This Interdisciplinary Behavioral and Social Science Research (IBSS) project will study human dynamics across social media and social networks and focus on the modeling of information diffusion over both time and space, and the connection between online activities and real world human behaviors. The research team will study diffusion patterns of human messages, activities, and communications by using both computational methods (e.g., social network analysis, geographic information systems, and machine-learning) and traditional social scientific approaches (e.g., qualitative analysis, inferential statistics, and behavior analysis). New communication theories, new knowledge discovery tools, and new computational models will be developed and validated by the interdisciplinary research team. This project will enable the convergence of spatial science, social media, communication, computer science, and social behavioral analysis, and facilitate the transformation of behavioral and social science research to computational applications and modeling (simulation, prediction, and analytics) using both quantitative and qualitative methods. Two scenarios (public response to disaster warnings/alerts, and political and electoral referenda of controversial social topics at state or national level) will be used to validate and improve a new communication theory regarding memes, or reproducible messages.

smart dashboard for flu outbreak

Integrated Stage-based Evacuation with Social Perception Analysis and Dynamic Population Estimation Leave geography site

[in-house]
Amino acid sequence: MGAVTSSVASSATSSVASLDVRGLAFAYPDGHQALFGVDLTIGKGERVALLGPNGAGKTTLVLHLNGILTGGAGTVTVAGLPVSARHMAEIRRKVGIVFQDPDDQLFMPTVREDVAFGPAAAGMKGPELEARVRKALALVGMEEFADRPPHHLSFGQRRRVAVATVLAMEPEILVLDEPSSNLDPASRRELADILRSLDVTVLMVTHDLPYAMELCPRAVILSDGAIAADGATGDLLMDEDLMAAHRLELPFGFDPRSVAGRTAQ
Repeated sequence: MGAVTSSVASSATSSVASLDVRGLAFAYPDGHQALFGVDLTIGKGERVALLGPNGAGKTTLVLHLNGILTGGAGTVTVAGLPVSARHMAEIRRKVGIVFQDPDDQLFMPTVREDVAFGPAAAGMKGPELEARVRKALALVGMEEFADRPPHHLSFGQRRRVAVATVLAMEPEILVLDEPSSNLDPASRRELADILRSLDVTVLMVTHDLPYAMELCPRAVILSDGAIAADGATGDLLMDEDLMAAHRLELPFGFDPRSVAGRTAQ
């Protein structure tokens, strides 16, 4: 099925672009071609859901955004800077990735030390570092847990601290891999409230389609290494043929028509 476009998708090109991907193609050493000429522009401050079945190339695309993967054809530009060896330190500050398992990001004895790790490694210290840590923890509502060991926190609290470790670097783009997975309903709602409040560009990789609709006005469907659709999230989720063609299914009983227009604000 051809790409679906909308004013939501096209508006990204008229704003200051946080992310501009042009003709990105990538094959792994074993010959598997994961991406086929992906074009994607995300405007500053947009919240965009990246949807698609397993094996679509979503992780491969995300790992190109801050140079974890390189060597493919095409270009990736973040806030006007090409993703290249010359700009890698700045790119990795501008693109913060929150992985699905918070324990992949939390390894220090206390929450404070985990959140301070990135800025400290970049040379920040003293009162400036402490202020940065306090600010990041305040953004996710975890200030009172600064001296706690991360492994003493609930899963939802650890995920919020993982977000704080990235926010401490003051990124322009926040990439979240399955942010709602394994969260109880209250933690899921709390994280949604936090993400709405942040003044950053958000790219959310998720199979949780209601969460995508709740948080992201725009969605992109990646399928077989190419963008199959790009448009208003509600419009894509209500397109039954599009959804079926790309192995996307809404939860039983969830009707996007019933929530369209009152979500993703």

The research will help emergency response agencies better understand public perceptions and needs during disaster events, and create more effective evacuation plans for local communities. This project will integrate multiple data sources—including social media, census survey, geographic information systems (GIS) data layers, volunteer suggestions, and remote sensing data—to develop an integrated wildfire evacuation decision support system (IWEDSS) for the County of San Diego as a demonstration prototype system. IWEDSS will consist of four core modules: dynamic population estimation, stage-based robust evacuation models, social perception analysis, and a web-based geospatial analytics platform. It will offer scientifically-based and data-driven analytic tools for evacuation planers, resource managers, and decision makers to support efficient and effective decision-making activities that can reduce the evacuation time and potential number of injuries and deaths. The research team will collaborate with staff from the Office of Emergency Services (OES) of San Diego County, the San Diego/Imperial Counties Chapter of the American Red Cross, and 2-1-1 San Diego to develop IWEDSS together.

Faculty

Courses

  • Theory and techniques in watershed analysis. Use of GIS and statistical programming for analyses of geomorphology, hydrology, and water quality data.

  • Spatial analysis methods in GIS, to include terrain, raster, and network analysis. Feature distributions and patterns. GIS data processing techniques to include spatial interpolation, geocoding, and dynamic segmentation. Designing and executing analytical procedures.

  • Integration of Geographic Information Systems (GIS) with discrete and continuous multiple criteria decision making (MCDM) methods. Applications of MCDM in land use planning, site selection, and resource management spatial decision problems.

  • Geographic Information Systems (GIS) and location analysis methods to include modeling and spatial analysis. Applications of GIS and location analysis in business site selection, market segmentation, retail marketing, and service area analysis.